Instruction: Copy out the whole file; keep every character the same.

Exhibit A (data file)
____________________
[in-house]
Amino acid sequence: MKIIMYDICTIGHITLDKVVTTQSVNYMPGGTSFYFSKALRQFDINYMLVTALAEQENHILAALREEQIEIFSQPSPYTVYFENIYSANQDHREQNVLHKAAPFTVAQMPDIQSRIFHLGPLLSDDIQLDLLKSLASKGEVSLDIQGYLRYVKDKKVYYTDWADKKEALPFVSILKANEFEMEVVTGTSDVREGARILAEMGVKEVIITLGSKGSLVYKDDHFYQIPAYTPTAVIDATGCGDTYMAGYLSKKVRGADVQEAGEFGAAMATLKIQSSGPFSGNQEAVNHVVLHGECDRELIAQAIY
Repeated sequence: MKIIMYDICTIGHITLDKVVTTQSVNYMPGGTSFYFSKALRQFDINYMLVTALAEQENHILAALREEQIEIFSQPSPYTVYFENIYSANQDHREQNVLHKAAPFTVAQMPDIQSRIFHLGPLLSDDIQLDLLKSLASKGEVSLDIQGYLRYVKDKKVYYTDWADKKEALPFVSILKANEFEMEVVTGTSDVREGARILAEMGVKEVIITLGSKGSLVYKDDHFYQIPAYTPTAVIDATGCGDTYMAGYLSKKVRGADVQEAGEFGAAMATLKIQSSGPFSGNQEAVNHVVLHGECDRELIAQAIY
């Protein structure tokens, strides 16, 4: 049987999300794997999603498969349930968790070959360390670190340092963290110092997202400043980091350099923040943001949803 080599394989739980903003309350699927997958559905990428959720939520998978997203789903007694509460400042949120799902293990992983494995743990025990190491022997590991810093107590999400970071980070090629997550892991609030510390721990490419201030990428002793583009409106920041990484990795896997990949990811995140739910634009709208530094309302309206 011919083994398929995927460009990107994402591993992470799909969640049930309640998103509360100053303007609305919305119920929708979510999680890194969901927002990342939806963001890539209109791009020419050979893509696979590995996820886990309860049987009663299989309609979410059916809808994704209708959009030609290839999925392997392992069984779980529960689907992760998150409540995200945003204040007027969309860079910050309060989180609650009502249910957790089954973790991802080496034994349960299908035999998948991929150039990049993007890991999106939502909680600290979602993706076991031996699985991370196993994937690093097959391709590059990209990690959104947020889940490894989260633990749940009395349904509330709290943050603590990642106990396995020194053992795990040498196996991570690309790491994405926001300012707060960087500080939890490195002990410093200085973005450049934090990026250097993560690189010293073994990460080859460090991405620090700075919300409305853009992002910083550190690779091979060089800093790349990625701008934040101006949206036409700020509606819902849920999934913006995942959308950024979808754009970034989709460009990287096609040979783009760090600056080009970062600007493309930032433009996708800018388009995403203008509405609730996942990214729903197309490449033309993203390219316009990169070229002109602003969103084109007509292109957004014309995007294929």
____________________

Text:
[in-house]
Amino acid sequence: MKIIMYDICTIGHITLDKVVTTQSVNYMPGGTSFYFSKALRQFDINYMLVTALAEQENHILAALREEQIEIFSQPSPYTVYFENIYSANQDHREQNVLHKAAPFTVAQMPDIQSRIFHLGPLLSDDIQLDLLKSLASKGEVSLDIQGYLRYVKDKKVYYTDWADKKEALPFVSILKANEFEMEVVTGTSDVREGARILAEMGVKEVIITLGSKGSLVYKDDHFYQIPAYTPTAVIDATGCGDTYMAGYLSKKVRGADVQEAGEFGAAMATLKIQSSGPFSGNQEAVNHVVLHGECDRELIAQAIY
Repeated sequence: MKIIMYDICTIGHITLDKVVTTQSVNYMPGGTSFYFSKALRQFDINYMLVTALAEQENHILAALREEQIEIFSQPSPYTVYFENIYSANQDHREQNVLHKAAPFTVAQMPDIQSRIFHLGPLLSDDIQLDLLKSLASKGEVSLDIQGYLRYVKDKKVYYTDWADKKEALPFVSILKANEFEMEVVTGTSDVREGARILAEMGVKEVIITLGSKGSLVYKDDHFYQIPAYTPTAVIDATGCGDTYMAGYLSKKVRGADVQEAGEFGAAMATLKIQSSGPFSGNQEAVNHVVLHGECDRELIAQAIY
């Protein structure tokens, strides 16, 4: 049987999300794997999603498969349930968790070959360390670190340092963290110092997202400043980091350099923040943001949803 080599394989739980903003309350699927997958559905990428959720939520998978997203789903007694509460400042949120799902293990992983494995743990025990190491022997590991810093107590999400970071980070090629997550892991609030510390721990490419201030990428002793583009409106920041990484990795896997990949990811995140739910634009709208530094309302309206 011919083994398929995927460009990107994402591993992470799909969640049930309640998103509360100053303007609305919305119920929708979510999680890194969901927002990342939806963001890539209109791009020419050979893509696979590995996820886990309860049987009663299989309609979410059916809808994704209708959009030609290839999925392997392992069984779980529960689907992760998150409540995200945003204040007027969309860079910050309060989180609650009502249910957790089954973790991802080496034994349960299908035999998948991929150039990049993007890991999106939502909680600290979602993706076991031996699985991370196993994937690093097959391709590059990209990690959104947020889940490894989260633990749940009395349904509330709290943050603590990642106990396995020194053992795990040498196996991570690309790491994405926001300012707060960087500080939890490195002990410093200085973005450049934090990026250097993560690189010293073994990460080859460090991405620090700075919300409305853009992002910083550190690779091979060089800093790349990625701008934040101006949206036409700020509606819902849920999934913006995942959308950024979808754009970034989709460009990287096609040979783009760090600056080009970062600007493309930032433009996708800018388009995403203008509405609730996942990214729903197309490449033309993203390219316009990169070229002109602003969103084109007509292109957004014309995007294929």